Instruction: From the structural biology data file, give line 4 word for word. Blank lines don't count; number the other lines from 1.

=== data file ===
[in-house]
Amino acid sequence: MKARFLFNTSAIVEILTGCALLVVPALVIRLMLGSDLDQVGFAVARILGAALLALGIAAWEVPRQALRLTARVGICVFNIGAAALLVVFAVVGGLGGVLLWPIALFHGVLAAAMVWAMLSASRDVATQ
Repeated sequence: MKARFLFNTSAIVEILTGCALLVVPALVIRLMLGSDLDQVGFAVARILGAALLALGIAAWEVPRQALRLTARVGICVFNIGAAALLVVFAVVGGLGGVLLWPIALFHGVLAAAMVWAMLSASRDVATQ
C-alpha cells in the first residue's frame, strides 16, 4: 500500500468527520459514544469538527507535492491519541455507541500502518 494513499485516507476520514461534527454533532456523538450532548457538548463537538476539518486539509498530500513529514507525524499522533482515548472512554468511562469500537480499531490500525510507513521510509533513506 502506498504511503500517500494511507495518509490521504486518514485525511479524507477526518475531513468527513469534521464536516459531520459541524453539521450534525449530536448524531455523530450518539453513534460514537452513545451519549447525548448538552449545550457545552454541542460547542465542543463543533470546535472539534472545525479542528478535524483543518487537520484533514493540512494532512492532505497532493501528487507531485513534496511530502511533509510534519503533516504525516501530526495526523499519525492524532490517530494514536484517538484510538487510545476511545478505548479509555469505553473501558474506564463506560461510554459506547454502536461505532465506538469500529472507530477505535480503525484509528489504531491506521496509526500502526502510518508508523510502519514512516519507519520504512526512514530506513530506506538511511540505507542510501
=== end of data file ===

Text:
C-alpha cells in the first residue's frame, strides 16, 4: 500500500468527520459514544469538527507535492491519541455507541500502518 494513499485516507476520514461534527454533532456523538450532548457538548463537538476539518486539509498530500513529514507525524499522533482515548472512554468511562469500537480499531490500525510507513521510509533513506 502506498504511503500517500494511507495518509490521504486518514485525511479524507477526518475531513468527513469534521464536516459531520459541524453539521450534525449530536448524531455523530450518539453513534460514537452513545451519549447525548448538552449545550457545552454541542460547542465542543463543533470546535472539534472545525479542528478535524483543518487537520484533514493540512494532512492532505497532493501528487507531485513534496511530502511533509510534519503533516504525516501530526495526523499519525492524532490517530494514536484517538484510538487510545476511545478505548479509555469505553473501558474506564463506560461510554459506547454502536461505532465506538469500529472507530477505535480503525484509528489504531491506521496509526500502526502510518508508523510502519514512516519507519520504512526512514530506513530506506538511511540505507542510501